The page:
Nearly three months after the SSC results were announced, a student came to know that he stood second in the city, after he received his set of corrected marksheets. The student, like hundreds of others, had sent in his answer sheets to be re-checked.

In June, 16-year-old Vyom Pawar, saw he had scored a staggering 96 per cent in his SSC boards; at 480 marks, Vyom was then 7 marks short of the city topper. Convinced that something was amiss, he chose to send his Marathi, History and Maths papers for re-evaluation, undeterred by advice from friends who warned that, in such cases, marks usually ended up being chopped off.

Vyom’s mother, Namrata Pawar (second from left), says she had to counsel her son (extreme right) after he was disappointed that his score of 96% was less than expected
Vyom’s mother, Namrata Pawar (second from left), says she had to counsel her son (extreme right) after he was disappointed that his score of 96% was less than expected

Earlier this week, Vyom finally received his reevaluated marksheets, telling him his score had been increased by 6 marks, just one short of the top slot. However, even with his new score of 97.2 per cent (486/500), he won’t be considered for the second rank in the city.

“We contacted the divisional board office in Vashi to find out if my son could have been a topper with his new score, but were informed that he was one mark short. Had his actual marks been released on the day of the result, things would have been different,” said Namrata Pawar, his mother.

The board stopped declaring rankers four years ago and since then, only declares subject toppers. “We also inquired if Vyom’s marks could be considered for subject toppers, but haven’t got any reply as yet,” she added.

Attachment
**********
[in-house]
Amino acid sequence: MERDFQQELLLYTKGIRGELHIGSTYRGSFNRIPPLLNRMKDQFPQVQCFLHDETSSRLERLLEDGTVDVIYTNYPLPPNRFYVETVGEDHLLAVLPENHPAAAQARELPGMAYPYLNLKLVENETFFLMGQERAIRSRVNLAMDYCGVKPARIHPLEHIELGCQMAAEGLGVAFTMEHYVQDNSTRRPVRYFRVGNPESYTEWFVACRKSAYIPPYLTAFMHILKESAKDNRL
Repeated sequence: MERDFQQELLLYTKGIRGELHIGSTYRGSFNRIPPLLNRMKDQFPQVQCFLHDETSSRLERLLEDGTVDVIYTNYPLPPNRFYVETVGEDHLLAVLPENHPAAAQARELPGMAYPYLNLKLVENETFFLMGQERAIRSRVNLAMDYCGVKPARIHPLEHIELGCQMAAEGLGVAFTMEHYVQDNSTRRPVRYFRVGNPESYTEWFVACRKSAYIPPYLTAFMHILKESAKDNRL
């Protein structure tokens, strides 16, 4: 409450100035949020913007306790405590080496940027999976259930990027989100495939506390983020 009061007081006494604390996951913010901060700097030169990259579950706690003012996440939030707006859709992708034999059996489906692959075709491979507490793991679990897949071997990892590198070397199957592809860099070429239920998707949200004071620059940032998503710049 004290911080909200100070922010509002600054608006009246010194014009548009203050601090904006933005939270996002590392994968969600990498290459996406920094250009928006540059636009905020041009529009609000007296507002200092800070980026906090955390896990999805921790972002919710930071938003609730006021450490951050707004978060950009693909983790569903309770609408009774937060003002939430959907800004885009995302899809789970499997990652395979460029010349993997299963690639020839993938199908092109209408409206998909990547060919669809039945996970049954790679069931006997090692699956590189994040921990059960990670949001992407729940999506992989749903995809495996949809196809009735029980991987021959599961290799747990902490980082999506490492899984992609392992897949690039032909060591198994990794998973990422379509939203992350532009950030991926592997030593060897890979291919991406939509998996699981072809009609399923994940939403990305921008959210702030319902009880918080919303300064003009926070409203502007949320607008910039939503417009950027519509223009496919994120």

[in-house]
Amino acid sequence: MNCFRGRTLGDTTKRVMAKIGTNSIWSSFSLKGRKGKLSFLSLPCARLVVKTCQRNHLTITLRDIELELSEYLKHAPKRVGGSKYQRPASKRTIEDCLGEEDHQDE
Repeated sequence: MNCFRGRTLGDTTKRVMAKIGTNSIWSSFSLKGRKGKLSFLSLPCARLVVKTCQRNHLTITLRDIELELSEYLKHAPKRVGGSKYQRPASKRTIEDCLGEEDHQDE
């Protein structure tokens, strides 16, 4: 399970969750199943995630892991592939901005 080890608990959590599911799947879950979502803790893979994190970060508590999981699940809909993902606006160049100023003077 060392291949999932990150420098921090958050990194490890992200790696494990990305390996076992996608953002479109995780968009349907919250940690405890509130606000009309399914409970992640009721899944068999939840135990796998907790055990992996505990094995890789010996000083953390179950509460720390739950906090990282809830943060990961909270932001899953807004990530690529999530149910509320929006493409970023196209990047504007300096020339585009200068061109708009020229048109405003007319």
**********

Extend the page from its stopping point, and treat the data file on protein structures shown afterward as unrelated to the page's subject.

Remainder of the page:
While preparing for his exams, Vyom’s family says he had always aimed at coming first. “His teachers at St Francis School (in Borivli) were also surprised, so we sent his papers for reevaluation.

When we got hold of the photocopies of his answer sheets, his subject teachers pointed out that he should receive more marks and submitted their views,” said Namrata. There was a counting mistake in one of the papers, while a couple of answers were not corrected in another. His score in History and Maths were increased; Marathi remained unaltered.

“My son was disappointed that his work was not evaluated well, resulting in a score he hadn’t expected. I had to counsel him for some time,” said his mother, who is a doctor herself. This year, the state board received much flak from the students and parents community after a series of errors that marred the board examination session.

Officials bungled up in hall tickets that had printing errors, issued the same seat number to multiple students. Even marksheets had mistakes and some students also complained their theory or internals assessment marks were not included in the final score.

Meanwhile, Vyom is now studying Commerce at R R International College in Borivli. While he was unhappy with his score earlier, the reevaluated marks have now brought joy to the 16-year-old. “I informed my school about it and even my principal was very happy. We had a mini-celebration in school. I worked very hard for this and I’m glad it paid off,” said Vyom.

“Vyom was never pressured to do well in exams; he always worked hard. He was, therefore, a little disappointed when his score was not what he expected. Now that he has got his final marksheet, he is happy but the fervour of that moment is gone,” asserted his mother.